“Dropout?” She asked. “Why did you drop out of college?” Good, I thought. She had stopped crying, but now she wanted to talk about the deepest moments of my life during a bank robbery. Great.

At least she had stopped crying.

“Ah,” I was hesitating. It wasn’t a story I liked to look back on often. “Well…sophomore year, my mom got really sick. She ended up, um…well, dying, and we spent everything we had on her medical bills and…” I thought about the wording for a moment, realizing how close in proximity a gun was to my head. “Postmortem costs. I couldn’t afford to go to school anymore.” I felt myself frowning. Mom was the best thing I had; there wasn’t a dad around to teach me any different.

No, never dad.

Always mom. Always there for me, and in the end, I couldn’t save her.

I couldn’t even manage to be with her on her last day.

“Oh,” she said, wiping her tears away. “I am so sorry…” A few tears dropped here and there still, but her panic had subsided, at least. For a moment, her mind was elsewhere—pity for me, maybe, but at least not panicking.

“Don’t worry about it,” I assured her with a fake smile. “It was my mom, I’m the one who should be…”

“Just let them try and get in here!” one of the men said in passing to his two cohorts, safe behind the living wall of hostages.

He swaggered around like he knew what he was doing, but I could tell he felt just as trapped as I had before, and his two friends? I bet they were at the brink of freaking out under those ski masks. The bank robber raised his gun and waved it around, as if to show off the fact that he had one and we didn’t. It shook Lorelei for a little bit; she started crying again.

I should’ve rolled my eyes; all that work for nothing. I didn’t. I just wanted her to calm down now. This guy was too on edge for my taste.

“Shut up!” he was practically screaming. If I could’ve seen his face, I’m sure it would’ve been red. He pointed the gun straight at us with an itchy trigger finger. Again. The others were trying to calm him down, pat him on the shoulder. “Get off me!” He shrugged them away. Lorelei was in hysterics again, and I was well on my way there as well.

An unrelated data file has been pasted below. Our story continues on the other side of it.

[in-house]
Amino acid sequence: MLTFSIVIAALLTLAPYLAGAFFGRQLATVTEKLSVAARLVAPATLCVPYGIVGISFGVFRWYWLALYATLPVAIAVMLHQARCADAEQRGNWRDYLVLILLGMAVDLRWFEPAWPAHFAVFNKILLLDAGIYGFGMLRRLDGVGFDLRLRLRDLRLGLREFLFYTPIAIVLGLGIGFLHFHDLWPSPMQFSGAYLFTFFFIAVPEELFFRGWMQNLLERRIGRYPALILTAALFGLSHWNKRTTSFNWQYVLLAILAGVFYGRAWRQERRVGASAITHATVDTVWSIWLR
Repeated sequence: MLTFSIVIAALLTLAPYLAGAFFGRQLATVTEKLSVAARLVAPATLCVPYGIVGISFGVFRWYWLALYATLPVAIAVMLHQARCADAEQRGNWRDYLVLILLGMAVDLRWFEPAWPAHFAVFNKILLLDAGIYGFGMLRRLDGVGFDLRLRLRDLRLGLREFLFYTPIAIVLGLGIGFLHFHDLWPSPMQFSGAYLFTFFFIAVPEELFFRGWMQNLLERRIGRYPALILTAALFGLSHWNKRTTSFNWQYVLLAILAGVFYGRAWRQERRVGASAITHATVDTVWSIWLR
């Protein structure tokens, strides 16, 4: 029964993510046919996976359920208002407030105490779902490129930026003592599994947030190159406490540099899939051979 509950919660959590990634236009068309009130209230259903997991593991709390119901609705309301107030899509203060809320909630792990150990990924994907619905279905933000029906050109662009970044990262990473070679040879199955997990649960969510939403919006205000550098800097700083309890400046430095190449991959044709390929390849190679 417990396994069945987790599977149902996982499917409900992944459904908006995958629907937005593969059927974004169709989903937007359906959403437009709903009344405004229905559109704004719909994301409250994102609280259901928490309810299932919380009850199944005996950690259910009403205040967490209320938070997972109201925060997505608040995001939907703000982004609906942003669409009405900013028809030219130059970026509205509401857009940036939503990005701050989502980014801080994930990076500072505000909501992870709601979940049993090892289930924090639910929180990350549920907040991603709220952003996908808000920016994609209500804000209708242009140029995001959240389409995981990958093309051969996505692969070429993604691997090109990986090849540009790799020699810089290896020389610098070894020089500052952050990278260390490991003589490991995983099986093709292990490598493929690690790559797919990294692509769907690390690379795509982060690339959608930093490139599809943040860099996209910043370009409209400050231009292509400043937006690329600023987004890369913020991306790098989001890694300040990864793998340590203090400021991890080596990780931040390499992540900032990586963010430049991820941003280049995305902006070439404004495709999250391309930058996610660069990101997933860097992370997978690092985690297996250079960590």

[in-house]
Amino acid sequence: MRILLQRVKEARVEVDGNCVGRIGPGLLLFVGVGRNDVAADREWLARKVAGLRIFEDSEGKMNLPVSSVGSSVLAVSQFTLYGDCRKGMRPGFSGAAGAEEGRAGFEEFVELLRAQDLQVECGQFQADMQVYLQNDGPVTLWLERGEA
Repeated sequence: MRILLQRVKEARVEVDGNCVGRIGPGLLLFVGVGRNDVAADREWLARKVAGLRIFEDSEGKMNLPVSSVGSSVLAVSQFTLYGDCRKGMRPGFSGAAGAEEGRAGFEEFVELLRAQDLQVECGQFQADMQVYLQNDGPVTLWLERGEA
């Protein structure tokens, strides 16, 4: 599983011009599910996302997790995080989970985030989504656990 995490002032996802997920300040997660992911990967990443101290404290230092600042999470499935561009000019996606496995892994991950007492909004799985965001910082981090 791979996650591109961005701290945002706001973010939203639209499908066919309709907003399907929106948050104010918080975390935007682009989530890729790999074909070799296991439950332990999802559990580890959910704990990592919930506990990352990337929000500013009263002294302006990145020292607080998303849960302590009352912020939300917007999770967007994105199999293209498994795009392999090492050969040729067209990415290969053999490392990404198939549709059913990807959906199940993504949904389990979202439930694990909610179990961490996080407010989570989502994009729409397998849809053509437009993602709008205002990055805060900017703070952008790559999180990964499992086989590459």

The bank robber screamed at her to shut up one more time, and then I heard it.

Bang. It all happened so fast; I can barely remember.

My back was burning with a numbing pain in the shoulder; something frighteningly warm trickled down my back. Thoughts became erratic, and then they became slower, more blurred together, I guess—like one big mushy thought jelly.

I had pushed Lorelei away.

I had taken the bullet.

I still ask myself why some days. What did I have to gain? But, I never ask myself what I had to lose anymore.


It was pretty blank after that; Lorelei later told me SWAT rushed the bank and saved us. I ended up in the hospital with a few stitches—turns out the wound wasn’t entirely serious. Must’ve just been the stress.

Oh yeah, and I almost went to jail too. As it turns out, Lock’it Security had called the bank up to tell them some uniforms had been stolen, and their tires were slashed. They would be late, they said. Cops put two and two together.

It was a first offense though, and Lorelei pleaded my case. She said I was a good person so many times that I started to believe it myself. I got about two months of community service since, according to the police, I hadn’t actually robbed the bank in the first place; it was more for the theft of the uniforms and some property damage.

That’s not quite the end of it, though. There was one more thing. You see, Lorelei visited me in the hospital the day after. Her hair was all let down and was more wavy than I remember it being; her makeup was well done and not running everywhere like before. Honestly, she was a nice looking woman when she wasn’t crying at gunpoint. Then again, I guess that’s true of most people.

The thing is that Lorelei wasn’t alone that day. She had a little boy, no older than six, clutching her hand in his tiny fingers. He had shaggy blonde hair and dull green eyes, clinging to Lorelei like I had to my own mom. He reminded me of myself a lot, actually. His name was Chris, and Lorelei was his mother; she was a single parent living paycheck to paycheck. Putting Chris through college was her biggest dream.

We talked for a little while, Lorelei and I, but not Chris. He nibbled on his finger nails behind Lorelei, staring at me and then the medical equipment around us. We talked for maybe twenty or thirty minutes about everything. She thanked me at least twelve times.

When our talk was over, she and Chris turned to leave. As she reached the entrance to my room, little Chris pulled away from his mother and walked back to the side of my bed. His lips curled into a shy, childish smile.

“Thank you for saving mommy.”

Leave a Reply

Your email address will not be published. Required fields are marked *